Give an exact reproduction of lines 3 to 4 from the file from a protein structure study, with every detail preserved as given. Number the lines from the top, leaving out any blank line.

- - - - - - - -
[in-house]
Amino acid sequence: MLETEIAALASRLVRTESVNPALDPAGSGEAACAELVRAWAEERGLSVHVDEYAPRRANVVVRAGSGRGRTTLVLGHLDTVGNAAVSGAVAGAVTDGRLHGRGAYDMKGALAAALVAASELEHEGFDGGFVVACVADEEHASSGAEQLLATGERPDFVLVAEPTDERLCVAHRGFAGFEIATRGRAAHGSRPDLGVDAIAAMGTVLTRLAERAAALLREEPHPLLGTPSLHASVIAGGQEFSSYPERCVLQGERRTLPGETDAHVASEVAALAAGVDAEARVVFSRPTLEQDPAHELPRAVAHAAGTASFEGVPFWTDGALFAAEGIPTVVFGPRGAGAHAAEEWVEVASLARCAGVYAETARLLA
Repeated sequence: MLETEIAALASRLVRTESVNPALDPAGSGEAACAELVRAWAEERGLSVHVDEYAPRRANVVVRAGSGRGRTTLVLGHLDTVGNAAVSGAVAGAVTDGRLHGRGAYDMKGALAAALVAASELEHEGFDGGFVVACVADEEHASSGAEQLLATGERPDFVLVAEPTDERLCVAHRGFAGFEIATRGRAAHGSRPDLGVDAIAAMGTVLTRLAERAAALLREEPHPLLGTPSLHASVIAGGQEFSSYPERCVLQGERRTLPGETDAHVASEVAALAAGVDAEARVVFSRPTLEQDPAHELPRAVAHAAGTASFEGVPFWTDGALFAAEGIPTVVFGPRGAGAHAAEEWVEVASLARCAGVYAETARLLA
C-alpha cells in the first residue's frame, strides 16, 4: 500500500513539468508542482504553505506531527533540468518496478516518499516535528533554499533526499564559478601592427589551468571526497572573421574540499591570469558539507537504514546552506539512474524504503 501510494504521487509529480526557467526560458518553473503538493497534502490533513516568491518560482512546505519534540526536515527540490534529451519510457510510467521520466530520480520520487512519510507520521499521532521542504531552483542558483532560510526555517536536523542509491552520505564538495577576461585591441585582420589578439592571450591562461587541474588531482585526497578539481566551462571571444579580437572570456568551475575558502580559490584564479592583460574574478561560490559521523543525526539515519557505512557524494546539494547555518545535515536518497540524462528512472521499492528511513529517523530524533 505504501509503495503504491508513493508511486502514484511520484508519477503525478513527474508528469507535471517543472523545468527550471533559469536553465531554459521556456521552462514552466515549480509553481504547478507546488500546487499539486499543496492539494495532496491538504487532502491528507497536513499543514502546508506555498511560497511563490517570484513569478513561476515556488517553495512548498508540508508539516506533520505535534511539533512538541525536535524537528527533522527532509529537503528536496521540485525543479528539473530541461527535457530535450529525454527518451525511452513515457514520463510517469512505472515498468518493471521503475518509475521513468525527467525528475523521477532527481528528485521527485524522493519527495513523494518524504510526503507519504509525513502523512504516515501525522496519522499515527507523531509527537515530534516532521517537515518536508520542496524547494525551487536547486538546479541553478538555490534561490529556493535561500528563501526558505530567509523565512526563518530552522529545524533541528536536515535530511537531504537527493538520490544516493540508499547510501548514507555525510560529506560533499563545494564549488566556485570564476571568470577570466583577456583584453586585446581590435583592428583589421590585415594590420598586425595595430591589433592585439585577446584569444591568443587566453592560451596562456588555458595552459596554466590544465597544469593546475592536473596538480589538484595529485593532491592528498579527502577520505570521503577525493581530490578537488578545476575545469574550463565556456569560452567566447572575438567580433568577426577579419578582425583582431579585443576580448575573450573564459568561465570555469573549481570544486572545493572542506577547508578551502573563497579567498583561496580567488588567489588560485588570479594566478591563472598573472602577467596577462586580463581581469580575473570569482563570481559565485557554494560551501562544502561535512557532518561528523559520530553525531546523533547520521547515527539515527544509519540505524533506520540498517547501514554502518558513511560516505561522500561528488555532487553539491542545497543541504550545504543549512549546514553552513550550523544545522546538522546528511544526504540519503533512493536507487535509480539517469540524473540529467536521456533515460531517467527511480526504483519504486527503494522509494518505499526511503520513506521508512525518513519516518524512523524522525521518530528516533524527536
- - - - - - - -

Repeated sequence: MLETEIAALASRLVRTESVNPALDPAGSGEAACAELVRAWAEERGLSVHVDEYAPRRANVVVRAGSGRGRTTLVLGHLDTVGNAAVSGAVAGAVTDGRLHGRGAYDMKGALAAALVAASELEHEGFDGGFVVACVADEEHASSGAEQLLATGERPDFVLVAEPTDERLCVAHRGFAGFEIATRGRAAHGSRPDLGVDAIAAMGTVLTRLAERAAALLREEPHPLLGTPSLHASVIAGGQEFSSYPERCVLQGERRTLPGETDAHVASEVAALAAGVDAEARVVFSRPTLEQDPAHELPRAVAHAAGTASFEGVPFWTDGALFAAEGIPTVVFGPRGAGAHAAEEWVEVASLARCAGVYAETARLLA
C-alpha cells in the first residue's frame, strides 16, 4: 500500500513539468508542482504553505506531527533540468518496478516518499516535528533554499533526499564559478601592427589551468571526497572573421574540499591570469558539507537504514546552506539512474524504503 501510494504521487509529480526557467526560458518553473503538493497534502490533513516568491518560482512546505519534540526536515527540490534529451519510457510510467521520466530520480520520487512519510507520521499521532521542504531552483542558483532560510526555517536536523542509491552520505564538495577576461585591441585582420589578439592571450591562461587541474588531482585526497578539481566551462571571444579580437572570456568551475575558502580559490584564479592583460574574478561560490559521523543525526539515519557505512557524494546539494547555518545535515536518497540524462528512472521499492528511513529517523530524533 505504501509503495503504491508513493508511486502514484511520484508519477503525478513527474508528469507535471517543472523545468527550471533559469536553465531554459521556456521552462514552466515549480509553481504547478507546488500546487499539486499543496492539494495532496491538504487532502491528507497536513499543514502546508506555498511560497511563490517570484513569478513561476515556488517553495512548498508540508508539516506533520505535534511539533512538541525536535524537528527533522527532509529537503528536496521540485525543479528539473530541461527535457530535450529525454527518451525511452513515457514520463510517469512505472515498468518493471521503475518509475521513468525527467525528475523521477532527481528528485521527485524522493519527495513523494518524504510526503507519504509525513502523512504516515501525522496519522499515527507523531509527537515530534516532521517537515518536508520542496524547494525551487536547486538546479541553478538555490534561490529556493535561500528563501526558505530567509523565512526563518530552522529545524533541528536536515535530511537531504537527493538520490544516493540508499547510501548514507555525510560529506560533499563545494564549488566556485570564476571568470577570466583577456583584453586585446581590435583592428583589421590585415594590420598586425595595430591589433592585439585577446584569444591568443587566453592560451596562456588555458595552459596554466590544465597544469593546475592536473596538480589538484595529485593532491592528498579527502577520505570521503577525493581530490578537488578545476575545469574550463565556456569560452567566447572575438567580433568577426577579419578582425583582431579585443576580448575573450573564459568561465570555469573549481570544486572545493572542506577547508578551502573563497579567498583561496580567488588567489588560485588570479594566478591563472598573472602577467596577462586580463581581469580575473570569482563570481559565485557554494560551501562544502561535512557532518561528523559520530553525531546523533547520521547515527539515527544509519540505524533506520540498517547501514554502518558513511560516505561522500561528488555532487553539491542545497543541504550545504543549512549546514553552513550550523544545522546538522546528511544526504540519503533512493536507487535509480539517469540524473540529467536521456533515460531517467527511480526504483519504486527503494522509494518505499526511503520513506521508512525518513519516518524512523524522525521518530528516533524527536